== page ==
We all understand balance, it's yin & yang, light & dark, heavy & light, just enough stuff on both sides to keep the equilibrium. But, in the world of nonprofit leadership, do we really understand what that means?
While, board & executive staff relationships fall on both sides of the fulcrum, all too frequently, they land on the downside of sustainability. One well-know organization recently lost it's founding executive director because a new board didn't feel they should be responsible for fundraising. Another has recently tossed out team-work, inclusivity, and transparency deciding to deliberately set aside time at their board meeting sans executive director. Of late, I've been coaching several executives and they all have the same complaint, it's me vs. them! Yes, I too have found myself staring at this same chasm.
Why is there often a delineation between staff and board? Frequently, a leadership job description requires passion for the mission. That passion should indicate there is a mutual bond, a shared vision, interest, and a collective soul. So, why is there often this permutation, which considers the operational leader an outsider? Peter F. Drucker in his article titled: "Lessons for Successful Nonprofit Governance" wrote:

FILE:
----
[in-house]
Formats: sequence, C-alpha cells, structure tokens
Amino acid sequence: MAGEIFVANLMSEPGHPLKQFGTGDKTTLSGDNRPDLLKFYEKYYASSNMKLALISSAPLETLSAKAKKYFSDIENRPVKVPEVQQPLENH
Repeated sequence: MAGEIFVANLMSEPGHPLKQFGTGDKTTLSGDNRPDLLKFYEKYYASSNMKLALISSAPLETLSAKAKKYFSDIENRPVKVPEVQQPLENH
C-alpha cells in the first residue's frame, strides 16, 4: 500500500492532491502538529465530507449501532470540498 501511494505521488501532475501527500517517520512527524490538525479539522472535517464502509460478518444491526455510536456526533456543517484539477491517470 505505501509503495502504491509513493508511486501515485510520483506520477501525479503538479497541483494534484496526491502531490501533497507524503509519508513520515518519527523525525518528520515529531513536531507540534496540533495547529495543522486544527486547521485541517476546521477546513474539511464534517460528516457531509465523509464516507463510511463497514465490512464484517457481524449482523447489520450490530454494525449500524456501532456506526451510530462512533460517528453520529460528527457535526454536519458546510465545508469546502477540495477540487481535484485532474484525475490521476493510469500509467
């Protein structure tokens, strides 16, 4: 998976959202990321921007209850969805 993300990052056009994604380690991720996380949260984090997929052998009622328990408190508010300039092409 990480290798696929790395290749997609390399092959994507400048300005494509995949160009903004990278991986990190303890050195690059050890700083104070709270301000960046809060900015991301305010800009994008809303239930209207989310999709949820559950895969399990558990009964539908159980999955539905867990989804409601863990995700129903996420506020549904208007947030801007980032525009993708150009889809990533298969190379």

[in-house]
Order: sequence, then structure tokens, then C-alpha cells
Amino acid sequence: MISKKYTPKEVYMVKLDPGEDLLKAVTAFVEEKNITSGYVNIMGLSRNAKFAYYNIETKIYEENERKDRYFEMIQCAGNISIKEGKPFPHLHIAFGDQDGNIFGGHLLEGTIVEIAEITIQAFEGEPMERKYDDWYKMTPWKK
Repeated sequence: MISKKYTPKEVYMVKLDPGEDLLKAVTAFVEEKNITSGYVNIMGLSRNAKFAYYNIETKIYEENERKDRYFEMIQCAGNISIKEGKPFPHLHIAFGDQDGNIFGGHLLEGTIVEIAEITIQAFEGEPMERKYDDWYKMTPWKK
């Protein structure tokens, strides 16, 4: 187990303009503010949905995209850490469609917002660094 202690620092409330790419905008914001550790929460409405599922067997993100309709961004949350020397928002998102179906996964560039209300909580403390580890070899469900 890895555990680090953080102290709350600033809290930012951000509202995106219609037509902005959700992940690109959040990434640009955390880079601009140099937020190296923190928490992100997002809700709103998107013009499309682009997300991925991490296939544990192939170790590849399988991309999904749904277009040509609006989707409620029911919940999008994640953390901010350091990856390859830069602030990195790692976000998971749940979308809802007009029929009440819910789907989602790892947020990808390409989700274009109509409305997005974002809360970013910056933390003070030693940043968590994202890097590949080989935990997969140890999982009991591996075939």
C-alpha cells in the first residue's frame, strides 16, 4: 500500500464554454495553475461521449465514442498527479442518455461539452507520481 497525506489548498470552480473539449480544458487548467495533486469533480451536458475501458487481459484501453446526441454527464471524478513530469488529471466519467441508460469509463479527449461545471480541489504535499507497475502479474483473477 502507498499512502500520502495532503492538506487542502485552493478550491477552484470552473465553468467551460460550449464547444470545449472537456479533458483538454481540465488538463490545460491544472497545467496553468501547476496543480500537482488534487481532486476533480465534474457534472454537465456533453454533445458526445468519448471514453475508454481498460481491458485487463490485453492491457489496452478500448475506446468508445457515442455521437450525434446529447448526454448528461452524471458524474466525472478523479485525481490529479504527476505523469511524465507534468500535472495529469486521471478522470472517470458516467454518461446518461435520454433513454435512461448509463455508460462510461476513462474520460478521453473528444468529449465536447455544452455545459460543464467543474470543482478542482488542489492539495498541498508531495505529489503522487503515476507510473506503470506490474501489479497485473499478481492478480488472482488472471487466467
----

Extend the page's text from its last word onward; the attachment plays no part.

"Boards of nonprofit organizations malfunction as often as they function effectively. As the best-managed nonprofit organizations demonstrate, both the board and the executive are essential to the proper functioning of a nonprofit organization. These administrative organs must work as equal members of a team rather than one subordinate to the other. Moreover, the work of the executive and the board does not divide neatly into policy-making versus execution of policy. Boards and executives must be involved in both functions and must coordinate their work accordingly."
I became involved in the nonprofit community with the high-minded ideal of an elevated process for achieving the greater good. All for one, one for all, let's make the world a better place! Through trial and error, I've learned that top down management is not always effective in a collaborative environment and debate, dialog, and creative difference is healthy. Teamwork is a beautiful thing when implemented in an environment of inclusiveness, common interest, and confirmed direction.
So, as to boil this down to the essential, I urge nonprofit leadership to remember the following…
- It is not about you, or even us, it's about them: our constituents, our consumers… yes, THE mission.
- For high-level effectiveness and mission success, both vision & leadership should be shared.
- Remember, we're all in this together; check your ego at the door.
Work to make this an integral part of your organization and embrace all stakeholders, both paid and volunteer as equal partners. Let everyone know, their business and life experiences are important and they are welcome to the TEAM.